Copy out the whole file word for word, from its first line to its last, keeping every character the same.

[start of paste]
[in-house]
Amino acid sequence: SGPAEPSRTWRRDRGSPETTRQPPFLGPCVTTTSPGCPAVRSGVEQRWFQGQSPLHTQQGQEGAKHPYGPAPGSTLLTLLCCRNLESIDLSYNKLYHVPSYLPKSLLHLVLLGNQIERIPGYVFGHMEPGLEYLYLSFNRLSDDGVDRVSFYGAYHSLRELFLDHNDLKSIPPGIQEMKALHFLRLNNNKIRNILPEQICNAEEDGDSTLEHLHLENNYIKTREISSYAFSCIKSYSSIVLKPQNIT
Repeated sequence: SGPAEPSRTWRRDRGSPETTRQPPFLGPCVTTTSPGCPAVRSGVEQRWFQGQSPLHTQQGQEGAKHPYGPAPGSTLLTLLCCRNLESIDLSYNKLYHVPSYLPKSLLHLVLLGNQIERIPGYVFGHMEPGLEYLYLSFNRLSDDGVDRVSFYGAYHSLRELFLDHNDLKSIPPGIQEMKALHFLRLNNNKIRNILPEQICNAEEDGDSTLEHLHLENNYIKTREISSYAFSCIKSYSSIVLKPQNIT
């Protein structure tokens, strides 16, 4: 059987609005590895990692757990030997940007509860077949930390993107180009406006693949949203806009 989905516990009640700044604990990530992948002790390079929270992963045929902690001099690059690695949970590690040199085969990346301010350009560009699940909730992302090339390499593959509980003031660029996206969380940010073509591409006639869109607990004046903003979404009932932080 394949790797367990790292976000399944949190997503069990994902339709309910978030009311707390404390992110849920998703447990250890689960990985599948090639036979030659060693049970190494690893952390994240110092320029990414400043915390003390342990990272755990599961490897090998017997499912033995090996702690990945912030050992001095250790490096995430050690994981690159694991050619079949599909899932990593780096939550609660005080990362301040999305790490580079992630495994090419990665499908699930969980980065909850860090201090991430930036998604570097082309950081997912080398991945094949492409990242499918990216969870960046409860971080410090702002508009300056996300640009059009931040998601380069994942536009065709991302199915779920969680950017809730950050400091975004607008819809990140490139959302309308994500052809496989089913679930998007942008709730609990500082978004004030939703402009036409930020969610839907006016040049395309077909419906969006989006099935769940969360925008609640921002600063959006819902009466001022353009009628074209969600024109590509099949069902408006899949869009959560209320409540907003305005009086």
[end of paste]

[in-house]
Amino acid sequence: SGPAEPSRTWRRDRGSPETTRQPPFLGPCVTTTSPGCPAVRSGVEQRWFQGQSPLHTQQGQEGAKHPYGPAPGSTLLTLLCCRNLESIDLSYNKLYHVPSYLPKSLLHLVLLGNQIERIPGYVFGHMEPGLEYLYLSFNRLSDDGVDRVSFYGAYHSLRELFLDHNDLKSIPPGIQEMKALHFLRLNNNKIRNILPEQICNAEEDGDSTLEHLHLENNYIKTREISSYAFSCIKSYSSIVLKPQNIT
Repeated sequence: SGPAEPSRTWRRDRGSPETTRQPPFLGPCVTTTSPGCPAVRSGVEQRWFQGQSPLHTQQGQEGAKHPYGPAPGSTLLTLLCCRNLESIDLSYNKLYHVPSYLPKSLLHLVLLGNQIERIPGYVFGHMEPGLEYLYLSFNRLSDDGVDRVSFYGAYHSLRELFLDHNDLKSIPPGIQEMKALHFLRLNNNKIRNILPEQICNAEEDGDSTLEHLHLENNYIKTREISSYAFSCIKSYSSIVLKPQNIT
């Protein structure tokens, strides 16, 4: 059987609005590895990692757990030997940007509860077949930390993107180009406006693949949203806009 989905516990009640700044604990990530992948002790390079929270992963045929902690001099690059690695949970590690040199085969990346301010350009560009699940909730992302090339390499593959509980003031660029996206969380940010073509591409006639869109607990004046903003979404009932932080 394949790797367990790292976000399944949190997503069990994902339709309910978030009311707390404390992110849920998703447990250890689960990985599948090639036979030659060693049970190494690893952390994240110092320029990414400043915390003390342990990272755990599961490897090998017997499912033995090996702690990945912030050992001095250790490096995430050690994981690159694991050619079949599909899932990593780096939550609660005080990362301040999305790490580079992630495994090419990665499908699930969980980065909850860090201090991430930036998604570097082309950081997912080398991945094949492409990242499918990216969870960046409860971080410090702002508009300056996300640009059009931040998601380069994942536009065709991302199915779920969680950017809730950050400091975004607008819809990140490139959302309308994500052809496989089913679930998007942008709730609990500082978004004030939703402009036409930020969610839907006016040049395309077909419906969006989006099935769940969360925008609640921002600063959006819902009466001022353009009628074209969600024109590509099949069902408006899949869009959560209320409540907003305005009086």